Calling American workers "the most important asset" in the U.S. economy, Democratic presidential candidate Sen. Gary Hart (D-Colo.) tonight outlined a national industrial policy that would provide corporations with tax credits to retrain workers and allow individuals to set up tax-deferred savings plans to help finance their own retraining.

Hart, appearing at the second in a series of New York forums for Democratic presidential contenders, said he favored an industrial policy that followed neither the free-market approach of the Reagan administration nor the massive public works programs long favored by his own party.

Instead, he called for "a new system of economic security" for American workers, emphasizing education and retraining.

Hart, 45, struck a variety of themes as he tried to boost his dark-horse candidacy, part of an effort to refocus his campaign on his youth and his desire to provide detailed solutions to the nation's problems. He spoke of his western heritage, but told the audience in this economically depressed city that he would favor federal economic policies tilted to the Northeast.

In answer to a question, Hart said he supported President Reagan's response to the Soviet Union's downing of a South Korean airliner, in which 269 people were killed. But he said he favored continued efforts to negotiate an arms agreement because it was in the national interest.

Hart's industrial policy included a commitment to a 15- to 20-year program to rebuild the nation's roads, bridges and sewer systems. And, in this heavily union town, he devoted much attention to a six-point agenda aimed at helping workers.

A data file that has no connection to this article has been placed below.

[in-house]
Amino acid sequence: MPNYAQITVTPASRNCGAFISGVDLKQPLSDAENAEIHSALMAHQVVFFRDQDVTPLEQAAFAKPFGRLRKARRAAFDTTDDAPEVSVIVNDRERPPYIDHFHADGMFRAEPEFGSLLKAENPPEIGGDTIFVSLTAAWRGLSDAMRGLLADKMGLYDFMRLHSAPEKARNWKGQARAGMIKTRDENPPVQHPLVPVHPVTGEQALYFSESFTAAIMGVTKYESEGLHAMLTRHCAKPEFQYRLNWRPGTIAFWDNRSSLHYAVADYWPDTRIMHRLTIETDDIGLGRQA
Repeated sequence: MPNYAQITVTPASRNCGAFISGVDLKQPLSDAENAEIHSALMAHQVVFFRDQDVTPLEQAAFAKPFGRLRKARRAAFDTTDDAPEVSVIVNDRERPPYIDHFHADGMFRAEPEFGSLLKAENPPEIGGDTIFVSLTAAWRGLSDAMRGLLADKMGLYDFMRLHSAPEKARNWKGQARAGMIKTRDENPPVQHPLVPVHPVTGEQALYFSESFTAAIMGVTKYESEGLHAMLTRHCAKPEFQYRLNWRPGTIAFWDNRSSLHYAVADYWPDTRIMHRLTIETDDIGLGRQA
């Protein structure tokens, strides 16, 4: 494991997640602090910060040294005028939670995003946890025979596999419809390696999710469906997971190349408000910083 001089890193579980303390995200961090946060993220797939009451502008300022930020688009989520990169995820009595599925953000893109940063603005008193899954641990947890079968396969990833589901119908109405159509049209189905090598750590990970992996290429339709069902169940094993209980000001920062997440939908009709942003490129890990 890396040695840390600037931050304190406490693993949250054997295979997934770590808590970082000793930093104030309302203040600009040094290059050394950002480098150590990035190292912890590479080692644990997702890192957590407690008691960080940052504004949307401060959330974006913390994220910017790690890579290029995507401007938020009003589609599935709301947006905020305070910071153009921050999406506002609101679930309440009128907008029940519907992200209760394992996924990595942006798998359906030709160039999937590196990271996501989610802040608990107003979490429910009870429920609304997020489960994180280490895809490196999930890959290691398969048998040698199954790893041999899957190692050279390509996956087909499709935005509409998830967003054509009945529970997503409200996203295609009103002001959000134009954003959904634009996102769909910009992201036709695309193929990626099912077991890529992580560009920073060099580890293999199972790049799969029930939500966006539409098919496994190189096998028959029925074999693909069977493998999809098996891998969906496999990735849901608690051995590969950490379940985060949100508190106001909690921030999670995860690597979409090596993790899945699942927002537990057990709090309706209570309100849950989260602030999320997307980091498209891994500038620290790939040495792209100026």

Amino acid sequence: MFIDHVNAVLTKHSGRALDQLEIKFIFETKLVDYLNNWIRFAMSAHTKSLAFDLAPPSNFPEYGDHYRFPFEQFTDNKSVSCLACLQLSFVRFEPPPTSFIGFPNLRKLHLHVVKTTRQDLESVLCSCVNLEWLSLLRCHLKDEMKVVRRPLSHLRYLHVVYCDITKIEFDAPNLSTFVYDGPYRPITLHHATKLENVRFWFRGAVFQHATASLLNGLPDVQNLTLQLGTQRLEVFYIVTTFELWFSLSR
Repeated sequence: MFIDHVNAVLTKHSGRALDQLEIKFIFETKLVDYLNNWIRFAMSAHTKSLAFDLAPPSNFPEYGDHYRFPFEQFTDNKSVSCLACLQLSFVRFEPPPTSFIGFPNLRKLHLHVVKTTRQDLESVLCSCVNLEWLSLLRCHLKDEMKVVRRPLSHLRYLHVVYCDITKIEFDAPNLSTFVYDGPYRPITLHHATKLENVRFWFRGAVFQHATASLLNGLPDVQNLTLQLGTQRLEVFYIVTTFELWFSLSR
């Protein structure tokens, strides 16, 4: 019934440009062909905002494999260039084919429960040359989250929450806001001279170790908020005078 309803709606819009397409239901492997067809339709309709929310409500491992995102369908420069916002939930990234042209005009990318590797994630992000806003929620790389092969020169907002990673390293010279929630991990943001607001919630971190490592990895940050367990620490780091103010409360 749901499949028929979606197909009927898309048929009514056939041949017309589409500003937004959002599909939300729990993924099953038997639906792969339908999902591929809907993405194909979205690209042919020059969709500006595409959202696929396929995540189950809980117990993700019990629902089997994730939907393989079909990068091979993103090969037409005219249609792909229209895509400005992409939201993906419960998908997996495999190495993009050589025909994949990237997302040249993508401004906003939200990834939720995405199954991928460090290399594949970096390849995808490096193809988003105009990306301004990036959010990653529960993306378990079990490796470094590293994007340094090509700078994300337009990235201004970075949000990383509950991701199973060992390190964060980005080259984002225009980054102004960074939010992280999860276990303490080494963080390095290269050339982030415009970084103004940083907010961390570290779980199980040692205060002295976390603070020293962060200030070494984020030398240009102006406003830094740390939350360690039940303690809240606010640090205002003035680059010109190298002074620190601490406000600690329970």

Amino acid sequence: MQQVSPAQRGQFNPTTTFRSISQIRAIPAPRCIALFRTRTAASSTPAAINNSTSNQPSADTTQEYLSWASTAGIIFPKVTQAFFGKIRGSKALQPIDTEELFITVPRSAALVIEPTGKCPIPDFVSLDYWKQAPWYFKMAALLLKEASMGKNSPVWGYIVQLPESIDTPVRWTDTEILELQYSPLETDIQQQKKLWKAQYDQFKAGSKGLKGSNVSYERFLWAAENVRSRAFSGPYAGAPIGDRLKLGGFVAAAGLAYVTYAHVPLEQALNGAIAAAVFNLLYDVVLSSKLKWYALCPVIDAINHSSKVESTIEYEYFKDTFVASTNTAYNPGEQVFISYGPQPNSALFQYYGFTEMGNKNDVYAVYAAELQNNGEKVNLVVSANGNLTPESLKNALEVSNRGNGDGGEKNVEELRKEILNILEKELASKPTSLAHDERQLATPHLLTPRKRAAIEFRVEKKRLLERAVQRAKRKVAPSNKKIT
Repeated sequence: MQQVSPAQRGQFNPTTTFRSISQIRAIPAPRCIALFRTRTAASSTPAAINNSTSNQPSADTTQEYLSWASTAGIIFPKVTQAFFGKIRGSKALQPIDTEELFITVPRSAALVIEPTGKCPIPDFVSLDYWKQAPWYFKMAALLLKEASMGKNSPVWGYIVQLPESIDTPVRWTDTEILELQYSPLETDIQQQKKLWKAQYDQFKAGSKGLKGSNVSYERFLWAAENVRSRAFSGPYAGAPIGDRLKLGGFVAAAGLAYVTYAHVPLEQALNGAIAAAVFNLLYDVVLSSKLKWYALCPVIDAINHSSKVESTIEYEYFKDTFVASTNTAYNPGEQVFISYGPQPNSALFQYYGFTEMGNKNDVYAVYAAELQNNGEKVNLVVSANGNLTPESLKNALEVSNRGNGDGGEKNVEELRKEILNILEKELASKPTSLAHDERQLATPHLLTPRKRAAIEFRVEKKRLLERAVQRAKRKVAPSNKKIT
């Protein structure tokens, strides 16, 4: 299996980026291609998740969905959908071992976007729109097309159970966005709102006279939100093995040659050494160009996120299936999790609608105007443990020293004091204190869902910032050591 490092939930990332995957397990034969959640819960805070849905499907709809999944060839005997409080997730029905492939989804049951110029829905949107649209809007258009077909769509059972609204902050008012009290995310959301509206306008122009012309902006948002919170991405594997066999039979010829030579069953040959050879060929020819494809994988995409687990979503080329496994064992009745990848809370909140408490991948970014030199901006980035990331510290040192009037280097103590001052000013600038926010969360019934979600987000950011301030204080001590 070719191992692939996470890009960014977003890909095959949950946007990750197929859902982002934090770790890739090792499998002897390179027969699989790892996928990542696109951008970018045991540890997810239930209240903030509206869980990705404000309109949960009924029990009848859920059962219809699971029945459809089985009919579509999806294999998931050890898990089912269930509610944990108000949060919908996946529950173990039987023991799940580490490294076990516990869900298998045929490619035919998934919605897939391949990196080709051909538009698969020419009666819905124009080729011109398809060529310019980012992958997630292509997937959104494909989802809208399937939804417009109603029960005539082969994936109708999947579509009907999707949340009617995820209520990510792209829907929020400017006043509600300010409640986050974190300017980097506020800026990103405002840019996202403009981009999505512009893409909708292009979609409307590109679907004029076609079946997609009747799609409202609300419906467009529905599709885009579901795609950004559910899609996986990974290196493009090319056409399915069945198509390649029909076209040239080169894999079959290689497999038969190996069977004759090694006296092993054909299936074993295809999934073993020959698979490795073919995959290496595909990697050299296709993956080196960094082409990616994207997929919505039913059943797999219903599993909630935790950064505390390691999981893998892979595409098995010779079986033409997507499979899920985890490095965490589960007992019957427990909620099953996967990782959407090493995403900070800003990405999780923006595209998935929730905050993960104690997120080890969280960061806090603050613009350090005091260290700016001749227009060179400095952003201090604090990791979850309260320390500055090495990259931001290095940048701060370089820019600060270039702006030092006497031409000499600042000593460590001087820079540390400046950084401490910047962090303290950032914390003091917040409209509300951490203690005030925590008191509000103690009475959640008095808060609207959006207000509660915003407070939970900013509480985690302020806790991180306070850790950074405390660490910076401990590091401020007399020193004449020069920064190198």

The plan includes passage of his American Defense Education Act, an improved national jobs bank, "customized" training for workers through vocational schools, and economic equity for women, which he called his program's moral aspect.

Hart said he favored tax credits of up to 25 percent for firms that retrain their workers rather than lay them off. He proposed Individual Training Accounts, patterned after Individual Retirement Accounts, which would include money from workers, employers and the federal government. The accounts would help employes finance retraining.

Asked by Sen. Daniel Patrick Moynihan (D-N.Y.) whether he favored creation of a new Reconstruction Finance Corp. to underwrite investment costs of rebuilding the nation's economy, Hart said he was not prepared to support something that massive. He said he favored some kind of government loan guarantees for such industries as autos and steel, but said he would not target them to individual companies.

Hart was asked what he would do to restore the economic vitality of a city that has suffered unemployment rates of 8 to 15 percent over the past decade.

"I will not abandon smokestack industries," he said, adding later that he would tell economically healthy regions that they must help pay to repair the battered Northeast.